Yeah, typically if you want to think about what an employer is looking for, I tend to dislike those "buzz interview tips". It's all about, if you were in that guy's shoes, what would he be looking for? I can only really touch on my own industry (as that's personal info I rather if you wanted personal tips from me that you PM me about it), but doing the buzz things matter less compared to doing the things the employer wants to see a potential employee demonstrate.
I list my greatest weakness as claustrophobia, then clarify that if I get to choose where to sit then it's under control.
Another thing to check for is whether your interviewer is in need of caffeine. That may be why he offers you coffee, he doesn't want to be the only one.
Dude are you shitting me? What makes you think there's a job where claustrophobia would be a hindrance ?
I hate working at burger king, and I have a very empty schedule, I fear they may not want me anymore.
I'm not suited for that environment. My hands shake under pressure so I can't make any food.
But I dont know where else to look. I'd much prefer retail or something but its a miracle I even got this job I think...
And I already graduated college.
DUDE at least you have a job. I'd give anything to work some place. I mean I was technically in the zone a week ago but the place I was aiming to work for was a small business and I lied through my teeth about the experience I had. As a result the dude just gave me the boot saying, "this isn't the job for you".
First rule: if you don't have the specific xp, the best you can do is spin the xp you do have to look as if it might apply. But, that's as far as you can take it. Fraud is fraud.
If they accept you, and then find out you lied like a champ: you could face a fine, or even prison time. That, and, obviously, get sacked.
edited 14th Jun '12 1:41:15 PM by Euodiachloris
Maybe I should've told the dude I have aspergers so he wouldn't have immediately given me the boot.
If you flat out lied, I'm sorry, but you deserved to be shown the door. If you tried blaming it on Aspergers, as a fellow sufferer, that makes me think you deserved it even more because it shows a failure to take responsibility. Exaggerate, spin, etc, but do not say total falsehoods. That applies to interviews and your CV by the way, any meaningless random word, if there is such a thing, could be asked about at interview. Certainly been the case for me. One version of my CV had reference to an interest in dystopian fiction, which really only went as far as my high school dissertation on We, Brave New World and 1984. Still, I was asked about it, though was able to discuss the dystopian genre based on what I did know. If I'd completely made it up, I'd have been exposed.
edited 14th Jun '12 11:15:16 AM by CaissasDeathAngel
I've got CFS... which I have to disclose. If you have a condition that may make itself a relevant factor in your gainful employment, you do have to disclose it when asked.
Unfortunately, most application forms do ask the pertinent question. Suddenly, I'll find that what started out looking rosy goes belly-up because, ever so suddenly, "I'm afraid our part-time positions have been filled by in-house candidates..." when they finally work out what "CFS" means, that is. You know, you could have raised this at the first selection meeting, right? (If that is the real cause, and you suddenly have not only just wised up to the fact that I have a condition to manage, here.)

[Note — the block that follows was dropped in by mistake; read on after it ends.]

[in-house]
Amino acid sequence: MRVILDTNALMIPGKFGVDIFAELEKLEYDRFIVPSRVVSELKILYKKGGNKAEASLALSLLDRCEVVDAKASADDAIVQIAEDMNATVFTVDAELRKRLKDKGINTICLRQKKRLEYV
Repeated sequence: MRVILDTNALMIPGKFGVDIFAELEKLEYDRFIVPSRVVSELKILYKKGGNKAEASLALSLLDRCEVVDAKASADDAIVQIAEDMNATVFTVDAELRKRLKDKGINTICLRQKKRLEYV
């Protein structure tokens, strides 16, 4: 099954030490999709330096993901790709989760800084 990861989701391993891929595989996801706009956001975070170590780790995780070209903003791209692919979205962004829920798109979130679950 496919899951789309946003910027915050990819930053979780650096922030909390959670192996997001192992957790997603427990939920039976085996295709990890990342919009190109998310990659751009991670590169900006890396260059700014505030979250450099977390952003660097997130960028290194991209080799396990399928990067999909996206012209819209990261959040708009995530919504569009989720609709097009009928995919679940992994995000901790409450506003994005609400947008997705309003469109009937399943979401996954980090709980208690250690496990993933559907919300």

Sad but true: I've been rejected, to have others pass through... who then drop out later due to their undisclosed drink or drugs issues impacting on their cognition. However, they don't get pulled up on this so much, as living in honest denial doesn't count as fraud.
edited 14th Jun '12 11:21:38 AM by Euodiachloris
They're not allowed to not hire based on conditions like that (even convictions) but they can certainly pretend otherwise.
There is Law as she is meant: and what happens on the shop floor (but in the right weasel words). Different beasties.
edited 14th Jun '12 11:27:18 AM by Euodiachloris
They aren't allowed to discriminate on National Guardsmen either, but they most certainly do, and there isn't a legitimate way I can prove it really.
I'm really crossing my fingers, as I have no other options on the table right now.. I applied for 4 active duty Guardsman positions, 2 are where I grew up, right near my grandparents and the high school I went to. The other 2 are half an hour away from my parents in the Inland Empire, so I'd have a place to stay in transition.
I'm highly qualified, and the reason these positions are even applicable to my unit is because the host unit nearby has had trouble having enough people to fill these spots, and my unit only has maybe 2 other people who would be even remotely interested in relocating for them. The pay is really good as well, about 3700 before taxes in the mojave desert is enough to live like a king on. But in the meantime, I submitted my packets to State at the Guard Bureau, and the jobs close on the 20th. Projected employment date is the 15th of July, and I'm currently running on fumes cash wise, so it's pretty much these jobs or bust. But at least instead of my Guardsman status being held against me, you have to be a guardsman with my specific experience to even apply.
Yeah, I suppose.